Afghanistan on the brink of Taliban takeover

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Afghan security officials stand guard at a checkpoint in Kabul, Afghanistan, 15 August 2021Image source, EPA
Image caption,
Afghan security forces are still controlling central Kabul, but it is not clear for how long

Afghanistan is on the brink of a total Taliban takeover and President Ashraf Ghani has fled the country.

The Taliban reached the outskirts of the capital Kabul earlier on Sunday, but said fighters were now being sent into the city.

People have sought safety from the fighting in Kabul but there have been scenes of panic there.

The Taliban have taken control of almost the entire country now that US-led forces have all but withdrawn.

Western countries have also been scrambling to evacuate their citizens. The US sent military helicopters to transport staff from the heavily fortified embassy compound in Kabul to the airport.

Officials said talks had taken place to ensure a peaceful transition and a Taliban spokesman told the BBC there would be "no revenge" on Afghans.

The US Embassy later said there were reports of gunfire at Kabul's airport. It warned US citizens in the area to take shelter as "the security situation... is changing quickly".

It is almost 20 years since the Islamist group was ousted by a US-led military coalition. They have been seizing territory across the country in an advance that began months ago but accelerated in the space of days.

US President Joe Biden has defended the US withdrawal, saying he could not justify an "endless American presence in the middle of another country's civil conflict".

How are residents reacting?

There is panic in Kabul, where some residents have been trying to reach the airport to leave the country. Cars have been abandoned and people have opted to walk because of traffic jams.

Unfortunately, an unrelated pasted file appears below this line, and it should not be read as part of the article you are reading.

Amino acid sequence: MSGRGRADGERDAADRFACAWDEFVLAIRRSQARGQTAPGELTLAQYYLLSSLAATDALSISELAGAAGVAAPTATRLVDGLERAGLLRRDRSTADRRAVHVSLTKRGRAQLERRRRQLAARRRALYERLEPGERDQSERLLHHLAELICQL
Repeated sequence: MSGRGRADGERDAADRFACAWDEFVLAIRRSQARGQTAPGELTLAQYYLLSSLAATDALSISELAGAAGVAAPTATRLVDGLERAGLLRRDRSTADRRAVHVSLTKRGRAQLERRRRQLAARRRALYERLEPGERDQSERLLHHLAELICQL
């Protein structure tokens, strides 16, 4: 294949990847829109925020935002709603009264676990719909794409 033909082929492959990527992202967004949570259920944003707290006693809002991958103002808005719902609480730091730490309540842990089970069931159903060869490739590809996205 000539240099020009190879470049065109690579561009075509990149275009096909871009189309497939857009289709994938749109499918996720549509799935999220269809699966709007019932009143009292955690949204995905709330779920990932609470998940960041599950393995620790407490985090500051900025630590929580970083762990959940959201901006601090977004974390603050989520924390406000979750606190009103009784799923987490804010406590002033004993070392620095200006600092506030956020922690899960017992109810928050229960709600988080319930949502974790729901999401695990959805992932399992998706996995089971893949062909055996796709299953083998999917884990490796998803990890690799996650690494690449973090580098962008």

One 22-year-old student told the BBC that he had walked more than five hours to reach the airport.

"My feet hurt, they have blisters and I'm finding it difficult to stand," he said.

"It was like a military town - people were in traditional clothes, but they had weapons and were firing in the air. It reminded me of the jihad that I heard of from my parents."

Residents have also been rushing to withdraw cash from ATMs, and queuing to get travel documents at the passport office and at foreign visa centres.

Farzana Kocha, an MP in Kabul, told the BBC that people did not know what to do as Taliban militants closed in on the city.

"Some of them are running, some are hiding in houses," she said.

Media caption,

Kabul MP: "Some people are running, some are hiding in houses"

Taliban spokesman Zabihullah Mujahid said militants had been ordered to enter some parts of Kabul on Sunday, after previously waiting on the outskirts.

He said Taliban forces were going in to prevent chaos and looting after security forces left parts of the city and their checkpoints.

The Taliban advance into Kabul came as officials told reporters that President Ghani had fled. Details of his whereabouts remain unknown, but some reports said he was heading for Tajikistan.

Earlier on Sunday, the Taliban said they had taken control of Bagram airfield and prison, about 40km (25 miles) north of the city centre.

Once the largest American military facility in Afghanistan, the complex was evacuated by the US military in the dead of night on 2 July.

Taliban spokesman Suhail Shaheen told the BBC that people in Kabul had no need to worry and that their properties and lives were safe.

"We are the servants of the people and of this country," he said.

He added that the group did not want Afghans to flee, but instead to stay and help with the post-conflict reconstruction.

How are other countries reacting?

The US has deployed 5,000 troops to help remove its staff and the Afghans who assisted with its mission. Helicopters transporting embassy personnel could be heard over the city, and there were reports of smoke rising near the embassy compound as important documents were destroyed.

About 600 British troops are being deployed to assist with their own withdrawal mission.

Other countries are also evacuating their nationals, scaling back their presence in Afghanistan and in some cases closing their embassies altogether.

Canada has temporarily closed its embassy, and a Nato official said several European Union staff had been moved to an undisclosed location in Kabul.

Russia is planning to convene an emergency meeting of the UN Security Council to discuss the situation in Afghanistan.

It says it will not be closing its embassy, because it has been provided with security assurances by the Taliban.

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